• Tahnya Kristina

      Thank you Terri Lynn

  • Courtney

    How do you have a career in finance? All of your “tips” are common sense to those of us who make well under $70,000 combined with our spouses.

  • Tad Wangley

    You should call this How we did it: Lived like normal people for once. $50,000 in student loan debt is normal these days and the majority of Americans aren’t making $70,000 a year. Even with one income, you are still better off than most. I have never had the means to live in a “luxury apartment” and $350 a month for cable is just ridiculous. All of your advice on saving money is common sense for the rest of us.

  • Sally Smith

    Most families who do have children live on less than $70,000 a year. The writer seems whiny and spoiled.

  • amy

    awww isn’t that cute..you only take vacations by car and cut back on wasteful luxuries.. What I could do with 70,000 a year! We make 23,000 with a family of 4 and we eek out a living. It is harder than you can imagine with 14,000 in dept all payed out of pocket on ear surgires on my daughter.

    • Amy

      wow I must be tired..debt…and surgeries!

  • Matt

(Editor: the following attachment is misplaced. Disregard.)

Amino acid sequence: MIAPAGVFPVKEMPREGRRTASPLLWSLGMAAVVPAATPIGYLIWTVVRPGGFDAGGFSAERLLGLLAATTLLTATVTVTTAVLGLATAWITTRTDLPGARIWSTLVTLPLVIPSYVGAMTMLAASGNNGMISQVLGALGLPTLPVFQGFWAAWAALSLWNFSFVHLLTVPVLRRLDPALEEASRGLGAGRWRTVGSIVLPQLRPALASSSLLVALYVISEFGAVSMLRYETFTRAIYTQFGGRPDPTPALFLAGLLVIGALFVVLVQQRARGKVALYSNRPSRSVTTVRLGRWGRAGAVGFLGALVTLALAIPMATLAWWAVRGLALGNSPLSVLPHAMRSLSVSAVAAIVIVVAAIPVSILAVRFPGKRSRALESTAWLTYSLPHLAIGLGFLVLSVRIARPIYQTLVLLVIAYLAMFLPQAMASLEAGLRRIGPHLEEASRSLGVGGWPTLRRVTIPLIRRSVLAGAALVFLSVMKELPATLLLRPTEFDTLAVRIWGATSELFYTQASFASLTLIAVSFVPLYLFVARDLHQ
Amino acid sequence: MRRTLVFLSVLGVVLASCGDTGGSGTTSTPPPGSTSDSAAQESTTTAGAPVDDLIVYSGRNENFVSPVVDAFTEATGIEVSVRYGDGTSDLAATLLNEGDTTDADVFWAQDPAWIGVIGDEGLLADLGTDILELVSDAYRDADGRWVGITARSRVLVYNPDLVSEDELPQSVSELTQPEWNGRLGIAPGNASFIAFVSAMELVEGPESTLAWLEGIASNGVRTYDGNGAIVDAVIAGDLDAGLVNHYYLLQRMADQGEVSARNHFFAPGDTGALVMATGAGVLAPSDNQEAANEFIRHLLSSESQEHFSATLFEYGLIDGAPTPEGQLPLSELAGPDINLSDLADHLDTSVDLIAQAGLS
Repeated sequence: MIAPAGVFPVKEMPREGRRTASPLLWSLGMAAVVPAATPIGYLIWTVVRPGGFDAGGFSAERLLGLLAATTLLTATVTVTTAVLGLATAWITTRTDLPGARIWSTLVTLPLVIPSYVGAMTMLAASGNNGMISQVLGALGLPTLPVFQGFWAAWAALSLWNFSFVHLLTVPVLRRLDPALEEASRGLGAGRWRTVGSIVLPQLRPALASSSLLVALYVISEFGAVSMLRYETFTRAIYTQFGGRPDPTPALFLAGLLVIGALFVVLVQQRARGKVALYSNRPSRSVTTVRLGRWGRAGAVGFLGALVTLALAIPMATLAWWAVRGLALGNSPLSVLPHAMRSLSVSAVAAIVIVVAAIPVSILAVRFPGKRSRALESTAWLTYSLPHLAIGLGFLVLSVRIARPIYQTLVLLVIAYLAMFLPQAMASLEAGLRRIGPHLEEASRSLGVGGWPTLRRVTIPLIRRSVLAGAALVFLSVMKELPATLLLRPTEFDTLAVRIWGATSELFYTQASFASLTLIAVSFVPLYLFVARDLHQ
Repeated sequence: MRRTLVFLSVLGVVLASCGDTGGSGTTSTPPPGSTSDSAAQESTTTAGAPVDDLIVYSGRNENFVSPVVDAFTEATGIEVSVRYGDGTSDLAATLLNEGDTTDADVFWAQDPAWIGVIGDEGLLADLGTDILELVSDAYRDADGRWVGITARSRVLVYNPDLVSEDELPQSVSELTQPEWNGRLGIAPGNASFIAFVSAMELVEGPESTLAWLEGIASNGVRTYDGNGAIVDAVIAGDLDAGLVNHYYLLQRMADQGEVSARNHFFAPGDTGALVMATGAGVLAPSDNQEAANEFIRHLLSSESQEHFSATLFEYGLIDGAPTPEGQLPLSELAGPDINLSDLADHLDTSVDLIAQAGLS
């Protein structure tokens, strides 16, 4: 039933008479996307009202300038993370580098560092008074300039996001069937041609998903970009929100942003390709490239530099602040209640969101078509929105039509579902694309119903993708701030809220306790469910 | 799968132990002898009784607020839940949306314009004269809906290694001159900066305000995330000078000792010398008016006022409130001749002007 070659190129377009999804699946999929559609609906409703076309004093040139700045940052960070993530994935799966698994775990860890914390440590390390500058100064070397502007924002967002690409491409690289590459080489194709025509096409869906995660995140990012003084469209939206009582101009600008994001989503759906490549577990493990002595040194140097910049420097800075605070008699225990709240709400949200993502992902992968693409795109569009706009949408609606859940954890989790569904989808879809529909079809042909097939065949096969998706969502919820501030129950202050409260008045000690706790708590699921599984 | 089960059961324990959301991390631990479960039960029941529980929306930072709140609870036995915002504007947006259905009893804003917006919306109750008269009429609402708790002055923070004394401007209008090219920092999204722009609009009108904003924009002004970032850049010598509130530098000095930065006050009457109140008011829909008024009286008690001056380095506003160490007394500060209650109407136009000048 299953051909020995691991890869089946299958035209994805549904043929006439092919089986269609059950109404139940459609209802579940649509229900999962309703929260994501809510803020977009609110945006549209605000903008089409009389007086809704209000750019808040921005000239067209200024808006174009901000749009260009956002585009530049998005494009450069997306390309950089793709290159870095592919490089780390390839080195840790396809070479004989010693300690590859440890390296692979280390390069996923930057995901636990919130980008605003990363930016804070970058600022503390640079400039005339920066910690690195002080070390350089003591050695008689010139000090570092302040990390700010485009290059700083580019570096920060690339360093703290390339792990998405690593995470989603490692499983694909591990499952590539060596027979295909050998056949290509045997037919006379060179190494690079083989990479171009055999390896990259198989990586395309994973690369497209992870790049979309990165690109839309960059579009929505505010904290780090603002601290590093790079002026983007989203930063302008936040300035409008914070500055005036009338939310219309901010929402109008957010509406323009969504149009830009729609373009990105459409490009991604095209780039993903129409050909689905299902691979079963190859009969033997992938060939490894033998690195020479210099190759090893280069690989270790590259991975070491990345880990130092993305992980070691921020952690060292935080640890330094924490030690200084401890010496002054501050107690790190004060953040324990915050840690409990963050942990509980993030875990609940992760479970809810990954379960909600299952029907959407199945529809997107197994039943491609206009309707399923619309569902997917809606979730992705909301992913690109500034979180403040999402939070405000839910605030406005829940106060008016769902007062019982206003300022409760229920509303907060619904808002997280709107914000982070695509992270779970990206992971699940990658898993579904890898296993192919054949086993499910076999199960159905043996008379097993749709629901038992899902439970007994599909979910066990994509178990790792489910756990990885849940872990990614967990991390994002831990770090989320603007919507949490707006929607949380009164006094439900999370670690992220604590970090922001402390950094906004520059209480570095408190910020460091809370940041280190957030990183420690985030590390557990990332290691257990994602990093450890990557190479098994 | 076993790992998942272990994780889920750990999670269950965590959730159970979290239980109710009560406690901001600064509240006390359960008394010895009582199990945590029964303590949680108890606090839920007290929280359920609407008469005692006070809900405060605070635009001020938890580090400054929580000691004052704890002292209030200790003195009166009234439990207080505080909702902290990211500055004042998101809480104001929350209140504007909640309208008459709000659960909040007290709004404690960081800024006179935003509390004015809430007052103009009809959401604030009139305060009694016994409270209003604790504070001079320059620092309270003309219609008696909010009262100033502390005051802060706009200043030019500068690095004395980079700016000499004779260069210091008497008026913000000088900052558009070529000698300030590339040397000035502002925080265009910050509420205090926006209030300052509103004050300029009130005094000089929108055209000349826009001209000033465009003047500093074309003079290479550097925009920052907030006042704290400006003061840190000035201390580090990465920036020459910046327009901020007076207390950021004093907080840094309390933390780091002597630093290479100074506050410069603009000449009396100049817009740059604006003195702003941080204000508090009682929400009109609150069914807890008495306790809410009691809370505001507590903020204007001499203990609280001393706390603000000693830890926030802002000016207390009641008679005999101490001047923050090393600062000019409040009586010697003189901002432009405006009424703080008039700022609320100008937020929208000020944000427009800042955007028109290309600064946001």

Some of these commentors are particularly ridiculous. It’s easy to criticize someone you think makes way more than you do. But do you have the expenses this person does? Do you live in an expensive part of the country? If not, you aren’t going to get it. It’s proportional. My wife and I make similar salaries (maybe even a tad more) than the writer. We live VERY modestly. Our home is small (900sq ft with one tiny bathroom). By the time you pay your mortgage, day care, student loans (wife has roughly 40k), and just basic expenses…plus add in putting away more for retirement and scraping a bit for saving for college… there really isn’t gobs of money lying about. To suggest the writer is rich and spoiled is to not understand that there are great differences in living expenses merely by living where you do. But if that is where your job or your family is from, that’s what you do.